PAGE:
On the very wise advice of my mentor, I am not going to worry too much about saying anything profound. I’m just going to say what’s on my mind. So, here goes. I’m a closet English teacher.
I am on quite a few lists. I get about 100 emails most days. There are lots of promotions, ezines, articles and other communications; some very simple – just text embedded in the email; some very professional looking – beautifully laid out, lots of colour, fancy graphics and fonts. So, what is driving me nuts, you ask. I hate to see the english language used improperly. In fact, it really puts me off. Rightly or wrongly, it affects how I view the sender. All of a sudden, the communication does not appear as professional. The sender loses credibility. I know I must sound like a terrible snob, and that’s not it at all. I just have an overwhelming urge to fix it before anyone else sees it:-). I feel badly for the sender.
Sometimes it is a typo, pure and simple. In a casual communication, I don’t think this is a big deal. Spell check programs probably weed most of these out, anyway. The problems occur when the wrong word is used, but it’s still a word so it isn’t flagged.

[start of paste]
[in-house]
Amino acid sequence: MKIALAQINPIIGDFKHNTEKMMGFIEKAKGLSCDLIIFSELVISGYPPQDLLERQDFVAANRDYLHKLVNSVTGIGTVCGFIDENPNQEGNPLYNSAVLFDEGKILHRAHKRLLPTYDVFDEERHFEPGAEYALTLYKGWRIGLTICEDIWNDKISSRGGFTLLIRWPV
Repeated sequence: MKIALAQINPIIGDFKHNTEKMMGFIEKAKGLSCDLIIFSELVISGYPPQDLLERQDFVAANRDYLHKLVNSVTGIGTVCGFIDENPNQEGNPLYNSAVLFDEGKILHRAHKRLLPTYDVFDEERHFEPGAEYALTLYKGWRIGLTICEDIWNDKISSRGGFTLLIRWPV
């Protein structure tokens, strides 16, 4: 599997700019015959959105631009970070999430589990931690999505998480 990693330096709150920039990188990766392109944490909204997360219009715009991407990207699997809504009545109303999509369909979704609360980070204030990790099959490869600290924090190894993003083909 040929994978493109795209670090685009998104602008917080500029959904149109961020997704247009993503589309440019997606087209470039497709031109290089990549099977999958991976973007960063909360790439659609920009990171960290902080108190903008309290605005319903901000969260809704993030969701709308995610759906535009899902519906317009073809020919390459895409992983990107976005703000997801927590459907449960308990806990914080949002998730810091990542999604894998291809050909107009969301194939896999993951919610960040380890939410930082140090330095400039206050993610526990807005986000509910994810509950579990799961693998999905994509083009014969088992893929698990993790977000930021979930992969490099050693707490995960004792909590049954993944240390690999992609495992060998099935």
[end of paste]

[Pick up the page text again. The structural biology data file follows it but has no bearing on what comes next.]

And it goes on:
Over the next while, I’m going to try to address some of the most common mistakes I see. These are not in any kind of order, just the ones that are top of mind for me on a given day. I will try to make the distinctions practical, rather than theoretical. Who cares if it’s a noun, verb or preposition:-)
Let’s take the word “there” or “their” or “they’re”. “They’re” is a short form for “they are”. “Their” indicates possession (their shoes). “There” either indicates a place (over there) or the existence of some entity (there is, there are). It isn’t that it’s difficult. It just really takes diligent proofreading, checking that the context is right for the spelling used. It is so very important when it comes to that critical first impression.
OK, I guess that’s enough ranting for one day. Stay tuned. I’ll be back with more:-).
Love and Light, Namaste…Debbie